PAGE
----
The days dragged on, and the bottles seemed to get bigger. There were nights when we would be feeding him, look over, and he was asleep.
There were days when we he would start eating really well, and two minutes later, stop and be done — all under the pressure of the ticking clock.
I remember one time he was eating and the milk was going down his cheek. Paige said, “Jeff, he’s not drinking it,” and I said, “I don’t care. It’s no longer in the bottle.”
Not only did J.P. have to drink his milk, he also had to take his medicine. I felt like the cards were stacked against us, and I wondered if we would ever be home together as a family.
Meanwhile, our thoughts were also on what would happen when we did get discharged.
We didn’t have a nursery ready, but the bassinet that my sister, Catherine, and I used was at our house. My mother had it cleaned and readied for J.P.
Paige’s parents arranged to get the crib used by our niece, and our MYAM home group was also planning something big when we got our walking papers.
But before any of it would be needed, J.P. had to eat and get the NG tube removed.
It didn’t happen fast. We spent 19 days in the hospital recovering from J.P.’s surgery, monitoring his sodium level and making sure he was eating quickly enough to gain weight.
We came to know many of the nurses in the neonatal intensive care unit and developed a place in our heart for Florida Hospital for Children that has continued ever since.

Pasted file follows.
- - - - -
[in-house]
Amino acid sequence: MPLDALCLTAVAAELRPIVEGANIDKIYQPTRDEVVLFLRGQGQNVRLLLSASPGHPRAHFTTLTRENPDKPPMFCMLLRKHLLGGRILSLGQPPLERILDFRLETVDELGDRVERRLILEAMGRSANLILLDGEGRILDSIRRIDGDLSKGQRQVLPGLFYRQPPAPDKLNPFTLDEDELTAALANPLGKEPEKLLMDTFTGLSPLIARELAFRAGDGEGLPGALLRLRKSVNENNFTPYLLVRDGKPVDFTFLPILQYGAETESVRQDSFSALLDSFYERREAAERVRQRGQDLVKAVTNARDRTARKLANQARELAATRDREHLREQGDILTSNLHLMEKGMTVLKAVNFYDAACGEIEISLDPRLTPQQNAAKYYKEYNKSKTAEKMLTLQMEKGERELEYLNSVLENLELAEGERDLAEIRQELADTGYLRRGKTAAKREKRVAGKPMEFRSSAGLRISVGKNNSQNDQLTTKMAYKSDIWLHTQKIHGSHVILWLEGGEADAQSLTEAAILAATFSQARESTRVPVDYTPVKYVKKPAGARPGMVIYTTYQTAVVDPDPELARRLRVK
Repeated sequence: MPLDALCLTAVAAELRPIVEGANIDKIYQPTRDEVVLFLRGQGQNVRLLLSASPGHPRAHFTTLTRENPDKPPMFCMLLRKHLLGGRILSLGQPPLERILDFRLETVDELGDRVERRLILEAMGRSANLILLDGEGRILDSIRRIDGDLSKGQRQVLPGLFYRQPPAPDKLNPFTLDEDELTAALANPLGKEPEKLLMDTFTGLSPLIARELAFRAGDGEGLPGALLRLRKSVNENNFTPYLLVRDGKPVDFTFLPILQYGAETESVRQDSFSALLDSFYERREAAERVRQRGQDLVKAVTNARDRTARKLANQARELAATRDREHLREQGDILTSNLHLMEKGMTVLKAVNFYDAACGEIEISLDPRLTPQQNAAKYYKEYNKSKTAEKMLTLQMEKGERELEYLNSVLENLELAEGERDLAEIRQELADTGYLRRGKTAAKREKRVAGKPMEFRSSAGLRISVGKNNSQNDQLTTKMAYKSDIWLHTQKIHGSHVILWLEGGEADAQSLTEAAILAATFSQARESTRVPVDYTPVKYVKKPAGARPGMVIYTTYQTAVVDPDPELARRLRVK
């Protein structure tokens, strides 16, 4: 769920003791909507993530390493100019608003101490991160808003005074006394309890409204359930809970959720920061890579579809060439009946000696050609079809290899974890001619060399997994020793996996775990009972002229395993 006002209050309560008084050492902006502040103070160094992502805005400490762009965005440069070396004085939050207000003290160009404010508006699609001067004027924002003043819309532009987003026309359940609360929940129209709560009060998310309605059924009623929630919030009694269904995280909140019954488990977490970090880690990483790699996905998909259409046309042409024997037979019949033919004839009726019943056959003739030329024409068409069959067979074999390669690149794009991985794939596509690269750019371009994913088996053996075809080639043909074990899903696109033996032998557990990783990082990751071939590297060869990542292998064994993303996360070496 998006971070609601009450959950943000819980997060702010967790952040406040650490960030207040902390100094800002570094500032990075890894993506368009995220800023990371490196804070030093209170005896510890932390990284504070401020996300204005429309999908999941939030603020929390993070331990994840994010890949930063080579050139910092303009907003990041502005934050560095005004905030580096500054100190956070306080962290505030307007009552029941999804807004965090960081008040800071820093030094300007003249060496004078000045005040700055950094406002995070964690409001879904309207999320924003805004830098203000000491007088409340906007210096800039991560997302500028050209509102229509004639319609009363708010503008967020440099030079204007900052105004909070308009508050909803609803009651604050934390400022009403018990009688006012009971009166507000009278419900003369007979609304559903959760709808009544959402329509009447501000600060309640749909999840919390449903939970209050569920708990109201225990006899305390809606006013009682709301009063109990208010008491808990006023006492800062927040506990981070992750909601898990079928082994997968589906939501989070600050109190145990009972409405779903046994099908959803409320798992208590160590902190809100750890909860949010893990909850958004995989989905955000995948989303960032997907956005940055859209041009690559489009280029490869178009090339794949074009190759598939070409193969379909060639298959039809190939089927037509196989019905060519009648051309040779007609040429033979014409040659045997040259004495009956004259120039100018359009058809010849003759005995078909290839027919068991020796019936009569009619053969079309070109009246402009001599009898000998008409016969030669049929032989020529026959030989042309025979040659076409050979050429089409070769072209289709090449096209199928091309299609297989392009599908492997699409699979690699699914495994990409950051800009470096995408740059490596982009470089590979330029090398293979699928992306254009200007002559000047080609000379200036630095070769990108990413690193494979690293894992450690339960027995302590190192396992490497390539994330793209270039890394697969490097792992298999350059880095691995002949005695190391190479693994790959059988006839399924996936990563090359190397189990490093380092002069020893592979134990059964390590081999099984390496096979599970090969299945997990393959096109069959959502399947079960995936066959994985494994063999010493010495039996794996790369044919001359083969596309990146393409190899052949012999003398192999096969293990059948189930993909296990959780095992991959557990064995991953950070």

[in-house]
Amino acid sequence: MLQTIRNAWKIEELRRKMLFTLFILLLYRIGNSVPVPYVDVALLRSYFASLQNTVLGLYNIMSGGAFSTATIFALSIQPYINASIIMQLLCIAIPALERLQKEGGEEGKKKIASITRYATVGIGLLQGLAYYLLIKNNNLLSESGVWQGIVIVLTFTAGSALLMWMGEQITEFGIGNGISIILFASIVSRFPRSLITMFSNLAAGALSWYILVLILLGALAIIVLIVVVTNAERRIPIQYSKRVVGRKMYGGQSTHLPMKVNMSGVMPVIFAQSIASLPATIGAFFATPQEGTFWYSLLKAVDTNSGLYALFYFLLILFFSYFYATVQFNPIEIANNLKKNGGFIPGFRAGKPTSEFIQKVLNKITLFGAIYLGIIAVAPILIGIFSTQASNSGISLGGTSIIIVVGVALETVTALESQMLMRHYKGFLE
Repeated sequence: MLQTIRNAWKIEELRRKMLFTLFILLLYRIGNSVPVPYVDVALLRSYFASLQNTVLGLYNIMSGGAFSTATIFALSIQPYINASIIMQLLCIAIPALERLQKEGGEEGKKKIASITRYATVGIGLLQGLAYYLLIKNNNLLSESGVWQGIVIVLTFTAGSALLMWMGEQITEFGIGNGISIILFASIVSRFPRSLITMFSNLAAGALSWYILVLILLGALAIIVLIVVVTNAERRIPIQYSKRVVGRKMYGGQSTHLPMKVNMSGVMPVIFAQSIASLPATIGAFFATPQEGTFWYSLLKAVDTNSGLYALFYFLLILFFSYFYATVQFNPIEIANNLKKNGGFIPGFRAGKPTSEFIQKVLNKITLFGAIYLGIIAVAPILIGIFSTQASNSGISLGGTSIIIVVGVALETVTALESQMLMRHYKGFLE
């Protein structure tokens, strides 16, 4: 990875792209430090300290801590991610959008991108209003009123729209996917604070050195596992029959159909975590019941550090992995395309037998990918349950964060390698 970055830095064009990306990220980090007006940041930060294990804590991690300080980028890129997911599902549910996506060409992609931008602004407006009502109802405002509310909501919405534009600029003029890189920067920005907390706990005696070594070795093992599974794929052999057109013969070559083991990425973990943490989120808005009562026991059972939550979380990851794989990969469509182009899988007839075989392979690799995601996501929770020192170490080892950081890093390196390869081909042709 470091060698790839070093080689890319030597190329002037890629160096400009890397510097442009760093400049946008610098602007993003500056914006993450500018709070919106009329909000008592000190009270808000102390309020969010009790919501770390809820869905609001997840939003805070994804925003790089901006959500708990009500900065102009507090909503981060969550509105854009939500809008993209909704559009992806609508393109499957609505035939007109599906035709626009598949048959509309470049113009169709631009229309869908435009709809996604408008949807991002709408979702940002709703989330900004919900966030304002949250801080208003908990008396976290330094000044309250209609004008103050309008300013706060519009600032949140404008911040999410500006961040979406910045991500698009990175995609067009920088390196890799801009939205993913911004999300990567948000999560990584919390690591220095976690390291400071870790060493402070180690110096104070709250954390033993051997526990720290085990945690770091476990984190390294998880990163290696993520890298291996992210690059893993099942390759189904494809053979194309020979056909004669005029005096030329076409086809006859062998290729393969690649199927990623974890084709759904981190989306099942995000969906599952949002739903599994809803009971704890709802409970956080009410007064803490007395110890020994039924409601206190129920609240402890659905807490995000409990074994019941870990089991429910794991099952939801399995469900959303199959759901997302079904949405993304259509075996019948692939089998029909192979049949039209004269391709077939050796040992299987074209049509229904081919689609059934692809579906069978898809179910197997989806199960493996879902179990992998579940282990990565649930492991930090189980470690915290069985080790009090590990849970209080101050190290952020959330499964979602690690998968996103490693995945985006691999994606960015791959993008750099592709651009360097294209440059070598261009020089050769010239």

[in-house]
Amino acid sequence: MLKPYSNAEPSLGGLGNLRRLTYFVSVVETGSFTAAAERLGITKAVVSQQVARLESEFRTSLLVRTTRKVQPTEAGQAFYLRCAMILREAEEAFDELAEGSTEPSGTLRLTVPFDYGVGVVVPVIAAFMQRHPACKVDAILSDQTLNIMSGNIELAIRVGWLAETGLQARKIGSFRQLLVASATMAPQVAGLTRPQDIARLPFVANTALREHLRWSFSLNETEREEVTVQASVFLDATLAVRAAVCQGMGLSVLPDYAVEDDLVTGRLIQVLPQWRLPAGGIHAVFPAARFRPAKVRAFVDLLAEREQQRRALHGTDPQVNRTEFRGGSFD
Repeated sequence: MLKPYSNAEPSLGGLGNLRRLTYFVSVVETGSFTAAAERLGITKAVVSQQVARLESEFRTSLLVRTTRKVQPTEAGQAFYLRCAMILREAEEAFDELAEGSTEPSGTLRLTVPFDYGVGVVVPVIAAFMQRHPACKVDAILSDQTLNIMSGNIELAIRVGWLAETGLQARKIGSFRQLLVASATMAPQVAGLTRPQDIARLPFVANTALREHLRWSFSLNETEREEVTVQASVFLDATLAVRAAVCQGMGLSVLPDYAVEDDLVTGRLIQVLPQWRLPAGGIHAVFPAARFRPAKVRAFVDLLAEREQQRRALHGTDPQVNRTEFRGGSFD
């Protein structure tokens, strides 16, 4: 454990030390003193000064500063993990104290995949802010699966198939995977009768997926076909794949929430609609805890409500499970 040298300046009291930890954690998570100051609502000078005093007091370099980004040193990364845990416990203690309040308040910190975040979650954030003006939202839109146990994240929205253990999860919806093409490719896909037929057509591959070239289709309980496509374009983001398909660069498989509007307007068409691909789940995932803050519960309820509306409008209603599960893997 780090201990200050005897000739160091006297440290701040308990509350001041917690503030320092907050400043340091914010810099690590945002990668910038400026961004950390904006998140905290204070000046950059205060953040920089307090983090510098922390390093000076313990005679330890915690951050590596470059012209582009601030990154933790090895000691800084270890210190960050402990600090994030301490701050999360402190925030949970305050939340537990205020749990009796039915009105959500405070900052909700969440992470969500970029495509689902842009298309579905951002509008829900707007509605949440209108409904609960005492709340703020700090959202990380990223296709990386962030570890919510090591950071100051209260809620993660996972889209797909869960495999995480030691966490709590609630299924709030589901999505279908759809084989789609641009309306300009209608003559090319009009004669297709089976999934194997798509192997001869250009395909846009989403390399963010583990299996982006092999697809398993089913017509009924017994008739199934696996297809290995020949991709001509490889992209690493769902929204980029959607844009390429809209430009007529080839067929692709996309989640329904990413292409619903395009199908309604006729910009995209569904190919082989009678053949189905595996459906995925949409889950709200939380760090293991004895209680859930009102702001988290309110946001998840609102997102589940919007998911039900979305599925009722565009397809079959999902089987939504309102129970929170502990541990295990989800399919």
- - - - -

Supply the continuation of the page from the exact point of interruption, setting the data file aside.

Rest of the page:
While we were anxious to go home, I will say I was a bit apprehensive about not having a health professional by my side when J.P. made a strange noise or a weird jerk.
I wondered how I would know if he was OK without being on a heart monitor or I couldn’t look up and see his oxygen level.
As distressing as it was to be hospitalized, at least there was the feeling of knowing he was safe there and with people who were a whole lot more experienced in baby’s than I was.
I did get good at the whole bathing thing, swaddling and changing diapers, but I still dreaded the feeds — even when he did get to where he would eat. There were some medicines he just didn’t like, and they were the ones that were most important to keep in his system.
Being the parent of a child with special needs wasn’t going to be easy, but I knew Paige and I would learn what we needed to know, and we had a great hospital standing behind us if things got out of hand.
When we learned it was time to be discharged, Paige and I packed our bags and headed home to Lake Mary with our boy in tow.
We passed the NICU medical director, Dr. Eduardo Lugo, in the hallway and Paige said, “You can’t have him. He’s going home.”
Lugo laughed, and we departed for home, but we got a big surprise when we pulled in our driveway.